Thriving Families Priority Area

Goals

1. 3% in reduction in infant mortality

2. 3% reduction in repeat teen births

 

Teen pregnancy has a devastating effect on educational levels, birth weights, children in poverty, drop-out rates and infant mortality rates.

 

Although the teen birth rate in South Carolina has fallen by 54% since the early 90s - including a substantial 13% decrease between 2012 and 2013 which achieved the lowest level of 31.6 per 1,000 - South Carolina still has the 12th highest teen birth rate in the nation. More than 4,700 teens give birth in our state each year and many counties lag far behind the national averages.

 

In Spartanburg County, the teen birth rates for girls ages 15-19 has declined from 65.4% in 2004 to 32.9% in 2013. Nevertheless, the county rates remain higher than the 2013 state rates (31.6%) and the 2013 national rates (26.6 %).  See the latest data comparing Spartanburg County with its peer counties and the state from kidscount.org below.

 

The annual cost to South Carolina taxpayers is estimated at more than $13 million. Teen birth rates are reflected in percentages of children in poverty (27.2%), dropout rates (2.6%), low birth weight babies (9.3%), and infant mortality rates per 1,000 live births (2.0%).

 

What is being done?

Multiple collaborators in Spartanburg County have embarked on an intensive effort to break the cycle of teen pregnancy and generational poverty. Building upon an established program at Middle Tyger Community Center and Upstate Family Resource Center, the Adolescent Family Life Program (ALF) was expanded into all seven Spartanburg school districts in 2014-2015. The goals of the program are:

  1. Increase the educational attainment of young parents
  2. Improve their parenting skills
  3. Delay additional pregnancies to full adulthood

 

No participants in ALF experienced a repeat pregnancy in 2014. For the 2013-2014 school year, 95% of participants achieved their education goals (graduated from high school, earned GED, or advanced to the next grade level.) All of the babies born to AFL mothers were healthy, and 100% of the children received their immunizations according to schedule. Forty students attained their GED Certificates.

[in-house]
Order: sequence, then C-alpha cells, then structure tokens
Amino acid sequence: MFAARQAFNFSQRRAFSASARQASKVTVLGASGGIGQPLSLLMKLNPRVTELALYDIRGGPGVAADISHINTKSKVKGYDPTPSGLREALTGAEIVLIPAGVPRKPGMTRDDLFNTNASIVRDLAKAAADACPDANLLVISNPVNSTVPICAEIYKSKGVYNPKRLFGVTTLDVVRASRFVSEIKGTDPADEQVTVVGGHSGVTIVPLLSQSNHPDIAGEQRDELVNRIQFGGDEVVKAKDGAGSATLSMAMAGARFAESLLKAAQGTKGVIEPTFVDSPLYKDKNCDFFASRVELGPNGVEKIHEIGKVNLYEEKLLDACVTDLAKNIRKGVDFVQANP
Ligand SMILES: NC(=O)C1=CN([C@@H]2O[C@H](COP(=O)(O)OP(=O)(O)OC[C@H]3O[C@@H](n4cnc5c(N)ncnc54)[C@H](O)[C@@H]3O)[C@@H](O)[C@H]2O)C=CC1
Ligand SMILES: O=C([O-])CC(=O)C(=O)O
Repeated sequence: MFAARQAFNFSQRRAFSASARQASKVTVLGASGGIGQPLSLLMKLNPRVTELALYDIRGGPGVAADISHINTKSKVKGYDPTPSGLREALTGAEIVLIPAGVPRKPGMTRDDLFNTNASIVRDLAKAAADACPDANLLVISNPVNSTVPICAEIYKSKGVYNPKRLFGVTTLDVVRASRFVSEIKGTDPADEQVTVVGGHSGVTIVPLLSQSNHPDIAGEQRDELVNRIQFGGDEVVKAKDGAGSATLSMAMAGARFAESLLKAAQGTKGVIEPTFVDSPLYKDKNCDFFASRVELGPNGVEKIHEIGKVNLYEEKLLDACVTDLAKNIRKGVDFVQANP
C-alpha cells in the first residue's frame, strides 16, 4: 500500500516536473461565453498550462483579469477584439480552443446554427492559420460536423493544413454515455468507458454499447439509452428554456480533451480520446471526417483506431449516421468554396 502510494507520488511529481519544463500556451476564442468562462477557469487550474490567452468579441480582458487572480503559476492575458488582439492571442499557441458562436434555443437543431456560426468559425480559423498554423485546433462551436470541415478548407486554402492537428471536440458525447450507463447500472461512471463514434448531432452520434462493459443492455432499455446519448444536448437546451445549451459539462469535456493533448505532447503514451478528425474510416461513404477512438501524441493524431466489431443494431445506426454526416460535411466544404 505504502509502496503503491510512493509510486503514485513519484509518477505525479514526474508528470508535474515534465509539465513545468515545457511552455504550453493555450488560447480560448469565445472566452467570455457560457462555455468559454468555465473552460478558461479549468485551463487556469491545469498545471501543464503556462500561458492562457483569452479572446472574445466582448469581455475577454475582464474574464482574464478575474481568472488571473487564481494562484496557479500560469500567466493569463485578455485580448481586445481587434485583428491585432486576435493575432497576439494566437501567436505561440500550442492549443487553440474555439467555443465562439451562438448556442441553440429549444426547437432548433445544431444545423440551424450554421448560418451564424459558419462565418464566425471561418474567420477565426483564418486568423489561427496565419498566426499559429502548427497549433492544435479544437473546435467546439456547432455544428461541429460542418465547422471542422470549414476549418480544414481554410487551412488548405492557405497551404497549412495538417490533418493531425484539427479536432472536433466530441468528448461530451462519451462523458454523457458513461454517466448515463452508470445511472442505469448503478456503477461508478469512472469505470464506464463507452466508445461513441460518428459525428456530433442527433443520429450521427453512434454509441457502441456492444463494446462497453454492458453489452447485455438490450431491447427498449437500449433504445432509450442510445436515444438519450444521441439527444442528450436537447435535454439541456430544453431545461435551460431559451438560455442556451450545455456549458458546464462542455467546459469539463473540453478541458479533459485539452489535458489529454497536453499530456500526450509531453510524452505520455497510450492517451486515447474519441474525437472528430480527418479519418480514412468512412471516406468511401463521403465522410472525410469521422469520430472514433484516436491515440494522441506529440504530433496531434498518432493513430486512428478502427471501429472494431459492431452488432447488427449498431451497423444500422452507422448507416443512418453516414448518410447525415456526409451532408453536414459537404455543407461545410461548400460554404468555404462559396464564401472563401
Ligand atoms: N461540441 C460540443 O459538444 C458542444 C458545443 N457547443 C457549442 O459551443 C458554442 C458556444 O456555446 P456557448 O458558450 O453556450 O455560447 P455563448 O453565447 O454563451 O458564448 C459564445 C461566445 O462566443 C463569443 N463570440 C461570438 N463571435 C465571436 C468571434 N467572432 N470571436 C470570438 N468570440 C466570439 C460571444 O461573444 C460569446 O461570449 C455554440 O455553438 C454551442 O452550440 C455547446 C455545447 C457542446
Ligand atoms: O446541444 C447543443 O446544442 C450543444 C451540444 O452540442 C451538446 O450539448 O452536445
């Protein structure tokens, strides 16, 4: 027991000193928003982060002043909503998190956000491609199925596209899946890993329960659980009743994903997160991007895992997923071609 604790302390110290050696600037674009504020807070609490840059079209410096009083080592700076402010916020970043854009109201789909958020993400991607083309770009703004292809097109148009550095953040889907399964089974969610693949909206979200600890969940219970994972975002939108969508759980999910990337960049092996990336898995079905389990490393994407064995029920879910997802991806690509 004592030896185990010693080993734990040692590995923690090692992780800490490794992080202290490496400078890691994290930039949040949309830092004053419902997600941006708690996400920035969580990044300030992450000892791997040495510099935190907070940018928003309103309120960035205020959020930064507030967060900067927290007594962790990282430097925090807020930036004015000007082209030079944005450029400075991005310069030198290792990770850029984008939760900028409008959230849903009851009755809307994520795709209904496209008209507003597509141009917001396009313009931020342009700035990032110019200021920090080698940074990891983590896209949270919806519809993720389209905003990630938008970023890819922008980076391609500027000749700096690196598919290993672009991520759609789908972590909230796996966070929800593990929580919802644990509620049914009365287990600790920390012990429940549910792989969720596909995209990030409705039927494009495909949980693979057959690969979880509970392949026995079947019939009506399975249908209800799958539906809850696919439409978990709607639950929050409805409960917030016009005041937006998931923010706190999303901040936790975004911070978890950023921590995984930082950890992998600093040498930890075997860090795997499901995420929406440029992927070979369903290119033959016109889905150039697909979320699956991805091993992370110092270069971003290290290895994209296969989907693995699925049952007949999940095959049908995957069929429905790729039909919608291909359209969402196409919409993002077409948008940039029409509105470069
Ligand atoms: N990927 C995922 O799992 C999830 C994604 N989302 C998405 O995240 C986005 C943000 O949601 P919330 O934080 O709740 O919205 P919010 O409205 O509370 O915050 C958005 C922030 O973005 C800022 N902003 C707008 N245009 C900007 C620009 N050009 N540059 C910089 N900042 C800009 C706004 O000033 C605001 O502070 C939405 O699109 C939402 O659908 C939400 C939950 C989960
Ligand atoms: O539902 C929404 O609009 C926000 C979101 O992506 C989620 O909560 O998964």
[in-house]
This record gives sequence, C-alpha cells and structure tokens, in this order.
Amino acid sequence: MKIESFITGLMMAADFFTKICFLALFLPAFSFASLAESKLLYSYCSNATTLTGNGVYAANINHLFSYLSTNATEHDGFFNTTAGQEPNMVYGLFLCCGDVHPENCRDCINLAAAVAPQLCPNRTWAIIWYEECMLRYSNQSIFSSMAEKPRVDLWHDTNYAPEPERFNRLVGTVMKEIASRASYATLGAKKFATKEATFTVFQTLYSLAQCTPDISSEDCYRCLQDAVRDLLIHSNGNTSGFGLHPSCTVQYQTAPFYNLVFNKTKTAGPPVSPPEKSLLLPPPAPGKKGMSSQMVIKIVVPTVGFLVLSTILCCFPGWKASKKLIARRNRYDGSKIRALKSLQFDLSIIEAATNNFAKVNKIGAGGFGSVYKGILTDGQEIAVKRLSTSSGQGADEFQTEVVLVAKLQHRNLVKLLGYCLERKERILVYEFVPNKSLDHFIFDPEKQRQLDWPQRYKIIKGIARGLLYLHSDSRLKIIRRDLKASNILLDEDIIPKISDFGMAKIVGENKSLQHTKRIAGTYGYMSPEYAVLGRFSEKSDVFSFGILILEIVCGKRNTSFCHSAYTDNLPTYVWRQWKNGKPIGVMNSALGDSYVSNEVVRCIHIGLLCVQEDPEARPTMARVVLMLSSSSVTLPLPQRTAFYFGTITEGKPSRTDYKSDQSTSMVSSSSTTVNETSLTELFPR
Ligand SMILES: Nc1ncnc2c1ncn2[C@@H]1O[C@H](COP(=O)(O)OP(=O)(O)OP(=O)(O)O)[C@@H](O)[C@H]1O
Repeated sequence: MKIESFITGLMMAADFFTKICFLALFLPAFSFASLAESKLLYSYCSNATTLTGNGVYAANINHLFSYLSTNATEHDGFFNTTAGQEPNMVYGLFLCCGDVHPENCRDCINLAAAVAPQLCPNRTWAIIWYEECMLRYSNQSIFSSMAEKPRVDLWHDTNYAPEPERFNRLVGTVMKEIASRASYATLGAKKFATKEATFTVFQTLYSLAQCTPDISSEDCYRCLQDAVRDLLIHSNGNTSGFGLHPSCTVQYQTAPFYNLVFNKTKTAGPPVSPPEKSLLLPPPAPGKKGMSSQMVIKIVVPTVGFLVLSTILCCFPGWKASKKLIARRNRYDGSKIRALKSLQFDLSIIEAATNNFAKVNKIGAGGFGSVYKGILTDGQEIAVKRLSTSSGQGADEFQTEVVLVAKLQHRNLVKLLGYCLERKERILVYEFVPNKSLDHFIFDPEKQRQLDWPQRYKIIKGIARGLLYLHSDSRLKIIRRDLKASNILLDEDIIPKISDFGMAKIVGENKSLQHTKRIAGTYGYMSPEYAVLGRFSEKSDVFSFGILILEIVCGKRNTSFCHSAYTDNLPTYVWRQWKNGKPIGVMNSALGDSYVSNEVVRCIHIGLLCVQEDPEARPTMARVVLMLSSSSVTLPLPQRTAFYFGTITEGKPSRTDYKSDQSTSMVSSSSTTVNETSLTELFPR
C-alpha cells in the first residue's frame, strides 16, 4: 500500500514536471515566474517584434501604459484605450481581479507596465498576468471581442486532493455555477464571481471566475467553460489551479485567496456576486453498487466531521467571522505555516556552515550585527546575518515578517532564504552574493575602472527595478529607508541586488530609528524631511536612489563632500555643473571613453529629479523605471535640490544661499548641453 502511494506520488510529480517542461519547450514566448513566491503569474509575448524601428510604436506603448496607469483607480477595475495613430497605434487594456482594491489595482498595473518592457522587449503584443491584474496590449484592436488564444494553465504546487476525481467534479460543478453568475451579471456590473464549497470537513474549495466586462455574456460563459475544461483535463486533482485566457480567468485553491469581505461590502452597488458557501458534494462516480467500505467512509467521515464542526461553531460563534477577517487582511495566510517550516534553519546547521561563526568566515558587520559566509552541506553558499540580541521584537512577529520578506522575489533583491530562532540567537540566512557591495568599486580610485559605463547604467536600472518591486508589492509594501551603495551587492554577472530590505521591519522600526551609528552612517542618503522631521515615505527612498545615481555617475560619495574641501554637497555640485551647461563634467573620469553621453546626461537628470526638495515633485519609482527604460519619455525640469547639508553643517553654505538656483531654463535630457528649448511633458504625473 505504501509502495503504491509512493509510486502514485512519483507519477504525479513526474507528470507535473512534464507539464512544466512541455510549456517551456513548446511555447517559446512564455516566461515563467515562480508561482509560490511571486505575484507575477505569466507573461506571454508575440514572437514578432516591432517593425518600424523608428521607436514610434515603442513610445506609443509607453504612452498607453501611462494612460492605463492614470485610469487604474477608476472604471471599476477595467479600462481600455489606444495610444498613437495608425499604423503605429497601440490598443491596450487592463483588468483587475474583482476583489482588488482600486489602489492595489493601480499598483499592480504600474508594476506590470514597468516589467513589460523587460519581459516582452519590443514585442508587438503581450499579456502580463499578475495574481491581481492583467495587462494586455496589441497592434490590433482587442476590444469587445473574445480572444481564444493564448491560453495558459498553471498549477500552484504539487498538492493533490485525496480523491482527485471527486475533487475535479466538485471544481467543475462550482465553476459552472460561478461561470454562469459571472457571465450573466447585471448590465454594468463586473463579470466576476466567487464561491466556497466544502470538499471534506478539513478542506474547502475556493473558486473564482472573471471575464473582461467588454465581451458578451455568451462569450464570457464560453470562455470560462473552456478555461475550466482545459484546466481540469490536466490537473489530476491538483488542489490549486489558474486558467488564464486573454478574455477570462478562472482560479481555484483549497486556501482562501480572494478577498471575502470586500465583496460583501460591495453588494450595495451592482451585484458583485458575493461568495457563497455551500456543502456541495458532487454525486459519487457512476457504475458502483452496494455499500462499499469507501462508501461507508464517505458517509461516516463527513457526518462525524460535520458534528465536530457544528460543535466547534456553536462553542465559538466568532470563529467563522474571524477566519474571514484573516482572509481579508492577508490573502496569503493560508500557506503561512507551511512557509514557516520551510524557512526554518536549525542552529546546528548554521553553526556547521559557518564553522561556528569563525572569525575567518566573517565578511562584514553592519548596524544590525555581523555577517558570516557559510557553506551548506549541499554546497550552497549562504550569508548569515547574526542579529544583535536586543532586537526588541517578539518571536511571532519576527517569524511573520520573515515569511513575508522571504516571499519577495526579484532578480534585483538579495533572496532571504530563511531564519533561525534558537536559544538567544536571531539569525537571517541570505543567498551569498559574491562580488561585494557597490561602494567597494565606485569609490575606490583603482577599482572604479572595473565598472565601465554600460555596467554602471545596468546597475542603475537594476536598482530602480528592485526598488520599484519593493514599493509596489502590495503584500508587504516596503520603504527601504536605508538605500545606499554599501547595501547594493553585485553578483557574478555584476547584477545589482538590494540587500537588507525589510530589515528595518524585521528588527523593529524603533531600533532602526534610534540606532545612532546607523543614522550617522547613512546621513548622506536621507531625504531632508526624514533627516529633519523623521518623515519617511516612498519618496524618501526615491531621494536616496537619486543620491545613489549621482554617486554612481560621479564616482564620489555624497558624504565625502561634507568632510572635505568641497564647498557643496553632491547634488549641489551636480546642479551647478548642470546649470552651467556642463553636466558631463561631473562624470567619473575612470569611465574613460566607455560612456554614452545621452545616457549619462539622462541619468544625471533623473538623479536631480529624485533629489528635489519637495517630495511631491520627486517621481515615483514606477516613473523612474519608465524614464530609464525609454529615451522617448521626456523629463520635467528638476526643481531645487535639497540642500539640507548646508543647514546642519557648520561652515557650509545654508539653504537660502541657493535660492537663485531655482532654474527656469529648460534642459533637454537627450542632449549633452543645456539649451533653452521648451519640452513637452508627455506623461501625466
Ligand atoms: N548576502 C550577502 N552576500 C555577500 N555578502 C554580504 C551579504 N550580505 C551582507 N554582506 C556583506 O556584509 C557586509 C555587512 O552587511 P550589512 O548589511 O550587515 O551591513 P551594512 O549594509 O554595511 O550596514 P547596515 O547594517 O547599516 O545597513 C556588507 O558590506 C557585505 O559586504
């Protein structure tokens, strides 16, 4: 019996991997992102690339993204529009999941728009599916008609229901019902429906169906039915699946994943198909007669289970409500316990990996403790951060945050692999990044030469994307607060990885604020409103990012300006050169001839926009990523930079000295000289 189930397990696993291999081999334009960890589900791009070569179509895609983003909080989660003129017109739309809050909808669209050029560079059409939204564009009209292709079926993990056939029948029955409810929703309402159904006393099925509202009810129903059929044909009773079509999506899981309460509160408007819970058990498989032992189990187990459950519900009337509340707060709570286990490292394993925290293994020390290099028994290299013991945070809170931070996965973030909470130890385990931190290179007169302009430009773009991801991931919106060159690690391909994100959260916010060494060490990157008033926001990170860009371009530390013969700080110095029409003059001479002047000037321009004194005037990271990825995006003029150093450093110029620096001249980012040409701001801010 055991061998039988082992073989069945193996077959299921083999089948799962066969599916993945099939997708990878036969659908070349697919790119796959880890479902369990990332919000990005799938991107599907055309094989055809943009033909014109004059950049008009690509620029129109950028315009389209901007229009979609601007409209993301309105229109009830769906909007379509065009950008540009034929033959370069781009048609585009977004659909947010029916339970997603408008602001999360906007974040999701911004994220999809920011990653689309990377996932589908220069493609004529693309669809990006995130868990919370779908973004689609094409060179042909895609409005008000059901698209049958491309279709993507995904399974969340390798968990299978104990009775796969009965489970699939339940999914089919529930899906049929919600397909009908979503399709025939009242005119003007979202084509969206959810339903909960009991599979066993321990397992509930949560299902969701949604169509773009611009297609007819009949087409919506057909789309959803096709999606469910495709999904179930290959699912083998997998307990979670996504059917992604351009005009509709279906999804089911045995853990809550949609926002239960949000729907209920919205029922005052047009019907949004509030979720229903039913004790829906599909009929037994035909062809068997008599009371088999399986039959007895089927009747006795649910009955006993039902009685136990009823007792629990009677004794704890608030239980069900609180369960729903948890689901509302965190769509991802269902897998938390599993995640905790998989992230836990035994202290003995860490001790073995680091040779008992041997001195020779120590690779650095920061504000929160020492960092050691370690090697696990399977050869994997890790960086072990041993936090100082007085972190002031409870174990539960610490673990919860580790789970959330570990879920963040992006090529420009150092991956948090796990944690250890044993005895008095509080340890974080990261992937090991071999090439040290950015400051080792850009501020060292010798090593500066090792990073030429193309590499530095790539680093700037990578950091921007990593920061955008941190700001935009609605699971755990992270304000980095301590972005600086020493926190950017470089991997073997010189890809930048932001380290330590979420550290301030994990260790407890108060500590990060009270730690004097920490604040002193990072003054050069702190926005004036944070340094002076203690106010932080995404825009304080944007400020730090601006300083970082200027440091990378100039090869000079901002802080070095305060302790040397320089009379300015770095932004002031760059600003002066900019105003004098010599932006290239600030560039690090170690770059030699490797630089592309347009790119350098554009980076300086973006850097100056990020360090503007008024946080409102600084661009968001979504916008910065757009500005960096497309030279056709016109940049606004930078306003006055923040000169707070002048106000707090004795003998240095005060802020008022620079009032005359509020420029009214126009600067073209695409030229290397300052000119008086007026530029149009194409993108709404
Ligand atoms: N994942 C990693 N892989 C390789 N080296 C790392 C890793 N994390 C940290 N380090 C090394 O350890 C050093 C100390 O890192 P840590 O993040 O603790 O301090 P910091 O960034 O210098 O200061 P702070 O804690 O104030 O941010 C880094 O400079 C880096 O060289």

A Success Story: Adrian

Adrian was only in 9th grade when she found herself pregnant.  When Adrian first came to the Adolescent Family Life Program (AFL) at Middle Tyger Community Center, she was shy, withdrawn, and distrustful. But as the months passed, she developed a relationship with her case manager and came to trust her and listen to her guidance. Adrian faithfully attended high school and weekly parenting classes. She delivered Elisa at 40 weeks and at a healthy weight. Just six weeks later, Adrian brought Elisa to childcare at Middle Tyger Community Center and returned to high school. Her case manager continued to conduct home visits and Adrian participated in the AFL Program for three years until her graduation from high school.  She continued her education at Spartanburg Community College and now works as a bilingual receptionist in a medical office. Elisa is in the first grade and brings home all A's. She calls her mother's former case manager "Tia", which means "Aunt" in Spanish.

 

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